Most every week, I sit down to my computer on Friday morning and share with you a bit of my world… what’s important to me… what occupies my mind… something I’ve learned or experienced. I find a few pictures to illustrate my post. If I can, I try to keep it light hearted and amusing, and hope that it’ll be a comfortable experience for my readers. I might ask some questions. I might raise some issue. But I’ll try to provide answers too. And wrap it all up with conclusions. Not this time, though. I’m suffering, and my heart is aching. I don’t have any answers. I have no conclusions. What I’m telling you is with a heavy heart. And there’s nothing about it, that I find amusing.
A week ago yesterday, three teenage boys were on their way home from school. They are Ayal Yifrach, Naftali Frankel, and Gillad Shear. They were seminary students on their way to enjoy the Sabbath with parents and family when they were kidnapped by a terrorist organization. Minutes after they were captured, one of the young men sent a message to the police, saying that he had been kidnapped. Since then, we haven’t heard from them. The parents of the three boys have shown great courage and restraint under pressure.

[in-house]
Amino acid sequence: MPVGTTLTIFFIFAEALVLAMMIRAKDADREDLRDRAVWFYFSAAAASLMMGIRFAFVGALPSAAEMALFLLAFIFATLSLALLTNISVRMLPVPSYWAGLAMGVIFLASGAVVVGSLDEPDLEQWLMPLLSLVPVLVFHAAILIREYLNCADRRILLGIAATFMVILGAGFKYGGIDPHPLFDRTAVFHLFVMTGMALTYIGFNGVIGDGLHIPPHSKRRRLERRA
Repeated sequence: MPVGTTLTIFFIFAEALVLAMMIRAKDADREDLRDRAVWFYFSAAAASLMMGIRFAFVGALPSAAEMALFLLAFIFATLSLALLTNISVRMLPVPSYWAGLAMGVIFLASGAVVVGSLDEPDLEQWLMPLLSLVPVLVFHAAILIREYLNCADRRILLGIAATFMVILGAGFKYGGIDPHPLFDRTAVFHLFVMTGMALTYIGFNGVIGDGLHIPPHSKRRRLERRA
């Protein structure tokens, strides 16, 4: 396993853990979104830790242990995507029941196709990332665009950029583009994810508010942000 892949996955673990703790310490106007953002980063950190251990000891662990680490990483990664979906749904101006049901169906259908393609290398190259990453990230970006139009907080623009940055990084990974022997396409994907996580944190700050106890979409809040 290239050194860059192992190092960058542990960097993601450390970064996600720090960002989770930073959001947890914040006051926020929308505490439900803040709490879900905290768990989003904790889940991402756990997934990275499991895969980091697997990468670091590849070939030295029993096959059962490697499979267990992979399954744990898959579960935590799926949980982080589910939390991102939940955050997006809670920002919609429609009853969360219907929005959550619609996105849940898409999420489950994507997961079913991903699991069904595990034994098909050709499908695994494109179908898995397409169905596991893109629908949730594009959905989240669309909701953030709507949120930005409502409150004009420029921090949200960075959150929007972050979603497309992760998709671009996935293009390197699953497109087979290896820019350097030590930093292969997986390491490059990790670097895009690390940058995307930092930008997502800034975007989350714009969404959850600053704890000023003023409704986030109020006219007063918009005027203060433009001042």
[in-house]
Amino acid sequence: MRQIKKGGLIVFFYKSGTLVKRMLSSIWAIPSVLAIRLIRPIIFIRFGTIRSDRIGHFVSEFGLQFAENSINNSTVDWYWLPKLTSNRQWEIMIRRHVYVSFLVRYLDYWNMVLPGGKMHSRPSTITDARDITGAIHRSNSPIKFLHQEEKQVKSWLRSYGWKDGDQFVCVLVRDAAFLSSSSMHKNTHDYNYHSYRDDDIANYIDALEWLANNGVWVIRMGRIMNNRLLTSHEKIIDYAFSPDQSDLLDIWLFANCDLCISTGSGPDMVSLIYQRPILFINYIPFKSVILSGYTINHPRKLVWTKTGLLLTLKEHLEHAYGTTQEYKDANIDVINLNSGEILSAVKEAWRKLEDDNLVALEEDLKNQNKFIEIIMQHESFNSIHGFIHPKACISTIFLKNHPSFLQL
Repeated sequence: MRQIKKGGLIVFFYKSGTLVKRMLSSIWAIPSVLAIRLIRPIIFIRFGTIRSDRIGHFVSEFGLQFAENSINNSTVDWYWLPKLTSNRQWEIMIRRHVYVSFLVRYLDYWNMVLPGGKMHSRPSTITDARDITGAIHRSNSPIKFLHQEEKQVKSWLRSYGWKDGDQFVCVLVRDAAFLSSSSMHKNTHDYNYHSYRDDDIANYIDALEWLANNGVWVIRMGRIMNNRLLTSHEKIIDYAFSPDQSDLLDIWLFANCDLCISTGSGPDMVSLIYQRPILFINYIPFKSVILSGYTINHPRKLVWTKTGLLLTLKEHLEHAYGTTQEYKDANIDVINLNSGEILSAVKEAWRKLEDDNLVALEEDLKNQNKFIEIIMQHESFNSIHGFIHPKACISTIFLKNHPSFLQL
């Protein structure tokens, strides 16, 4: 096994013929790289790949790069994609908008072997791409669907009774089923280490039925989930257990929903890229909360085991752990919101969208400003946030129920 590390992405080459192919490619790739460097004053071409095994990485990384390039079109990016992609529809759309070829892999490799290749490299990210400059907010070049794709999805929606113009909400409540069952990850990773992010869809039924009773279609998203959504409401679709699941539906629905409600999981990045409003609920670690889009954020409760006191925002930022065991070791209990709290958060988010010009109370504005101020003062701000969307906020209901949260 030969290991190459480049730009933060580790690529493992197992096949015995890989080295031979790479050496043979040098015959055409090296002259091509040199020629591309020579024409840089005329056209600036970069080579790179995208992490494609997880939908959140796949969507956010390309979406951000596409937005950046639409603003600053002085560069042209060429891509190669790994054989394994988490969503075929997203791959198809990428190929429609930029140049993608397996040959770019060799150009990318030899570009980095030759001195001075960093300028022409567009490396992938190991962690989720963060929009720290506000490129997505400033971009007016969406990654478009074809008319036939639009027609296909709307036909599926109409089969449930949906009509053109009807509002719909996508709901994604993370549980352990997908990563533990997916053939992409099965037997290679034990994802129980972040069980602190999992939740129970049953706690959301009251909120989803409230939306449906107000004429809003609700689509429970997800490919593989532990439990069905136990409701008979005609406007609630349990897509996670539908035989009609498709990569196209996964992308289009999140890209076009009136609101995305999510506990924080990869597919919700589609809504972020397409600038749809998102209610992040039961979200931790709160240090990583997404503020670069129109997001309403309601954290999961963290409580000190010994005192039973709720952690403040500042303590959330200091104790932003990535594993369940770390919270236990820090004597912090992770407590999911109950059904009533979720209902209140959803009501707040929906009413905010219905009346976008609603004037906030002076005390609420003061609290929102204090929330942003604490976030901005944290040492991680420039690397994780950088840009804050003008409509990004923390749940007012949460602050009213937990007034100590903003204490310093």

But this story isn’t just the story of the boys and their families. As a society, we have faced extortion before. Using just such methods in the past, our enemies succeeded in getting the release of convicted murderers. In the last year alone, they managed to get 75 convicted terrorists released as payment for their willingness to talk peace with us. Once they got these murderers released, they lost interest in peace. Many of the released terrorists have gone back to their previous inclinations, and have continued their criminal behavior.
Most of my countrymen, including myself, are horrified by this latest kidnapping. I feel as if I were holding my breath, waiting for the return of the boys, hoping that the army or the police will find them soon and return them to normal life among us. It is hard for me to think of anything else. These boys could be my own grandchildren. I love them and worry about them as if they were. And a lot of people around me feel the same.